Is it possible that the world's most famous diarist wasn't keeping a diary at all? According to author and literary critic Francine Prose, Anne Frank's famous account of life in the annex was less a confessional and more of a heavily edited, conscious work of literature. We sat down with the author and critic to discuss her book, Anne Frank: The Book, The Life, The Afterlife, in which she explores the surprisingly complex back story of how the diary came to be the staple of high school classes and YA reading lists that it is today.
Our conversation about Anne Frank got us on the topic of the literary canon as a whole, and whether Great Books are still relevant today. Though Prose generated some heated controversy a few years back with her Harper's essay, "I Know Why the Caged Bird Can't Read," in which she criticized certain staples (guess which) of the canon, ultimately she's a devoted reader and lover of the classics. In fact, Prose argues that there's still a lot to be learned about the complexities of modern life—apparently Dickens' had the Bernie Madoff figure dissected before there was a Bernie Madoff.
And speaking of Dickens, the juiciest part of the conversation (at least for this Big Think editor), which sadly came off camera, was Prose's impassioned discussion of The Wire—a show that draws heavy influences from books like Bleak House. Good thing we still read the classics. How else would we understand TV?
The way that you think about stress can actually transform the effect that it has on you – and others.
- Stress is contagious, and the higher up in an organization you are the more your stress will be noticed and felt by others.
- Kelly McGonigal teaches "Reset your mindset to reduce stress" for Big Think Edge.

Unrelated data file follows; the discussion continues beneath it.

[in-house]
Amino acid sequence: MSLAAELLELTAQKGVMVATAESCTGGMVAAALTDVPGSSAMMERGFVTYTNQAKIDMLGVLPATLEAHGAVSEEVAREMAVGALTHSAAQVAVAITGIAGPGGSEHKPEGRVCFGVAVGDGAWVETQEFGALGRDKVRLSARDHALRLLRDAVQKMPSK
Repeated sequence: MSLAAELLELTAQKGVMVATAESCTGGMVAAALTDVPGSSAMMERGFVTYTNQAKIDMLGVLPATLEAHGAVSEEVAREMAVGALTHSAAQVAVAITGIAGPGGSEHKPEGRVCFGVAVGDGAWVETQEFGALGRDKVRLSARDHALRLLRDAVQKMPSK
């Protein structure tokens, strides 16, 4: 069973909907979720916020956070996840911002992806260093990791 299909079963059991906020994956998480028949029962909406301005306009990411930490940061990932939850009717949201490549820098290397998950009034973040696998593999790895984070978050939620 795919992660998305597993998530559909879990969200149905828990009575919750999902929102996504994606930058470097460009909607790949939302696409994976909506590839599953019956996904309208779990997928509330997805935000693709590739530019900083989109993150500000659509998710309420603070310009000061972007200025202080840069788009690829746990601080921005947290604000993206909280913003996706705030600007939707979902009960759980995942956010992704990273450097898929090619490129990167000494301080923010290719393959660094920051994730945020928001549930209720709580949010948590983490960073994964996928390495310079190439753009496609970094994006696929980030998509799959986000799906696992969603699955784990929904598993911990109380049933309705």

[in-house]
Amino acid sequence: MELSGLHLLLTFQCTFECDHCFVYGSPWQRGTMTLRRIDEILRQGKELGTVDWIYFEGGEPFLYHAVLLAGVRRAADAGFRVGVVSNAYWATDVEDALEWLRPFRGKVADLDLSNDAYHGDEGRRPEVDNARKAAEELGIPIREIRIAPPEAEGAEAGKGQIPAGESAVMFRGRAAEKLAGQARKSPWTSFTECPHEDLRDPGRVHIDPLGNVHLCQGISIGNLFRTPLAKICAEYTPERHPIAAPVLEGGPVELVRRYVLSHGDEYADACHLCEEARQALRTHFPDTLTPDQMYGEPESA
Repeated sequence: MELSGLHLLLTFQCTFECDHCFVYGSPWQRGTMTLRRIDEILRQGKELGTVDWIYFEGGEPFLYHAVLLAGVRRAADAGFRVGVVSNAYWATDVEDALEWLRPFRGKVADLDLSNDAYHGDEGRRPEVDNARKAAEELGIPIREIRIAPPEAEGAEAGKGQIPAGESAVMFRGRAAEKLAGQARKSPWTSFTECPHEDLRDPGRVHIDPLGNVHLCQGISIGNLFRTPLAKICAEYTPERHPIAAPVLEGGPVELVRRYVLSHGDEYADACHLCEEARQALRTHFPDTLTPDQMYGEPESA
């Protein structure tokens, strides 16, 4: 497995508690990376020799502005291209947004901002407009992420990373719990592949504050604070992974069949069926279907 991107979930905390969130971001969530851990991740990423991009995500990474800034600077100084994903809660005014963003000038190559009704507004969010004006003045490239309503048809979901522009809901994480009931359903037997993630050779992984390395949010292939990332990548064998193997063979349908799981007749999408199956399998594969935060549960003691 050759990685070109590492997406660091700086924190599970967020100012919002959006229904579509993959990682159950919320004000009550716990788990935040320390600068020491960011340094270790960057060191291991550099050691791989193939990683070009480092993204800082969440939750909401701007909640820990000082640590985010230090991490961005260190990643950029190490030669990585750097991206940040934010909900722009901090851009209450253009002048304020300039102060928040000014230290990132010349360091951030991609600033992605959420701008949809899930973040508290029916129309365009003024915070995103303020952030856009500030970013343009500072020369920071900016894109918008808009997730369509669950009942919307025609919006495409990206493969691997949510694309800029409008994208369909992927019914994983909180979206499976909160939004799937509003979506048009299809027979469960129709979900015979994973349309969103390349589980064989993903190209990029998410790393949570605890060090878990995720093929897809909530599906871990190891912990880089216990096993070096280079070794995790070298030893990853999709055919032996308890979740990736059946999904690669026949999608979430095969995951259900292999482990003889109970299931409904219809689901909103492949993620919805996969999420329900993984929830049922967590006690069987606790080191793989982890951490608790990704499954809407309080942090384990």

- Subscribe to Big Think Edge before we launch on March 30 to get 20% off monthly and annual memberships.
Three scientists publish a paper proving that Mercury, not Venus, is the closest planet to Earth.
- Earth is the third planet from the Sun, so our closest neighbor must be planet two or four, right?
- Wrong! Neither Venus nor Mars is the right answer.
- Three scientists ran the numbers. In this YouTube video, one of them explains why our nearest neighbor is... Mercury!
The blood of horseshoe crabs is harvested on a massive scale in order to retrieve a cell critical to medical research. However, recent innovations might make this practice obsolete.
- Horseshoe crabs' blue blood is so valuable that a quart of it can be sold for $15,000.
- This is because it contains a molecule that is crucial to the medical research community.
- Today, however, new innovations have resulted in a synthetic substitute that may end the practice of farming horseshoe crabs for their blood.
The distance between the American dream and reality is expressed best through literature.
- Literature expands our ability to feel empathy and inspires compassion.
- These 10 novels tackle some facet of the American experience.
- The list includes a fictional retelling of the first Native American to graduate from Harvard, and hiding out in inner-city Newark.
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